78. battra92 says:

    @TinyBug: You just proved my point that the taxes aren’t to do anything but punish companies for making a profit that you don’t like.

  79. Sudonum says:

    @notallcompaniesareevil:
    I kind of disagree about the “just scraping by” part. Home Depot is barely scraping by right now and they are generally loathed here. I think it has more to do with what people perceive as the companies “evil” or “bad” quotient. If an “evil” or “bad” company is successful it just adds to that quotient. If the company hit’s a rough patch, and starts losing money, then they are getting their just deserts.

    The same applies in the other direction as well. If a company is perceived as generally good, and they are profitable, then the “goodness” is held as a paragon of how a business should operate and be successful (Apple). If they are perceived as good and hit a rough patch, then it is the evil corporations that are driving them out of business (“Mom & Pop” stores).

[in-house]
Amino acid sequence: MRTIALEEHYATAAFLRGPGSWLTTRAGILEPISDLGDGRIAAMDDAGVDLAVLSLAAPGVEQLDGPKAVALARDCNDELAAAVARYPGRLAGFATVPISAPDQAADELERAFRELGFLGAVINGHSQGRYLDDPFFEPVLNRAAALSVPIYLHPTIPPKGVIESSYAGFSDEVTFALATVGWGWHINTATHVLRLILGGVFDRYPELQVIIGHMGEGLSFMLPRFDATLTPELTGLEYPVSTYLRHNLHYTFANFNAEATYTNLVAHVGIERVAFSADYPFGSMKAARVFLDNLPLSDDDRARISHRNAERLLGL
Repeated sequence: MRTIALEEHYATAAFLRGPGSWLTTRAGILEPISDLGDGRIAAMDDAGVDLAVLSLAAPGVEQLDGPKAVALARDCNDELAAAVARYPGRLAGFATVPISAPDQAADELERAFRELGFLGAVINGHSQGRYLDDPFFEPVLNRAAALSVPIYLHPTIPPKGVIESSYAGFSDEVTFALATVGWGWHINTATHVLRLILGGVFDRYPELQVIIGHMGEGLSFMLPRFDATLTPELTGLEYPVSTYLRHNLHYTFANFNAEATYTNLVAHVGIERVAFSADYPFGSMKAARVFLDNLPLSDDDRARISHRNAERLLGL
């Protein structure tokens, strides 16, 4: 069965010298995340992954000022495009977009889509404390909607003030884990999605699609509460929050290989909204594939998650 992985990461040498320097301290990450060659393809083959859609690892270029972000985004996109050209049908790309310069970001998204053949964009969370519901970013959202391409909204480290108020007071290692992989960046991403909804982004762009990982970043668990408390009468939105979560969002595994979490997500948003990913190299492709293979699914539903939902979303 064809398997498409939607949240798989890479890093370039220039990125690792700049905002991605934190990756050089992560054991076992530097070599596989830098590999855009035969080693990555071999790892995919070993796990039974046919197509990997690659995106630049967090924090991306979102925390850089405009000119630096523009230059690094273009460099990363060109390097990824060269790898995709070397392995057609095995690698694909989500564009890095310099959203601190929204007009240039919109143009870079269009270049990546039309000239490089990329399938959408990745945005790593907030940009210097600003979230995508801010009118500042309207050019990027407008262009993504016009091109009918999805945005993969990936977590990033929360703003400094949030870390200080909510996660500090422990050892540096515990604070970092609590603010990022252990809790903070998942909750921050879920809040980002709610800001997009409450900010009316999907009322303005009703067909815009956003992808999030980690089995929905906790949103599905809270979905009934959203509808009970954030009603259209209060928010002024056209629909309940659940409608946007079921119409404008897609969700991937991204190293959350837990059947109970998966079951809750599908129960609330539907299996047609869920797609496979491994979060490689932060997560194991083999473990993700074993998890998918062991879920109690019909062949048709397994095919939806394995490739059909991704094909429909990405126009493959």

80. JustThatGuy3 says:

    @notallcompaniesareevil:

    Since 98-02, yup, it’s up. Since 03, though, it’s pretty flat.

  81. JustThatGuy3 says:

    continuation, oops

    Since 98-02, yup, it’s up. Since 03, though, it’s pretty flat, even though the price of crude is up nearly 4x.

  82. rellog says:

    @JustThatGuy3: Oil companies get subsidies which are in effect negating the taxes they owe. Again, you argue semantics.

    My whole point of infrastructure was because Gopadge said that the government makes more on gas than the oil companies. My point is/was that oil companies only can make their profits if government maintains the infrastructure including roads… hence the taxes on gas.

    And finally something we both agree on. I too support the higher gas tax for the same reasons you listed.

  83. rellog says:

    @battra92: Too funny. Your free market crap is a load. The “free market” implies that people have a choice. In the case of fuel, we really have very little. People who beat that load of shit you call the free market drum, are simply people looking to get rich, no matter who they step on, hurt or kill to do so…
    Me personally, I like to see people like that get hurt themselves… one way or another. For example… Ken Lay.

  84. notallcompaniesareevil says:

    @Sudonum: “I kind of disagree about the “just scraping by” part…”
    Maybe the way I should think about it is making lots of money can exacerbate image problems?

  85. notallcompaniesareevil says:

    @rellog: “Me personally, I like to see people like that get hurt themselves… one way or another. For example… Ken Lay”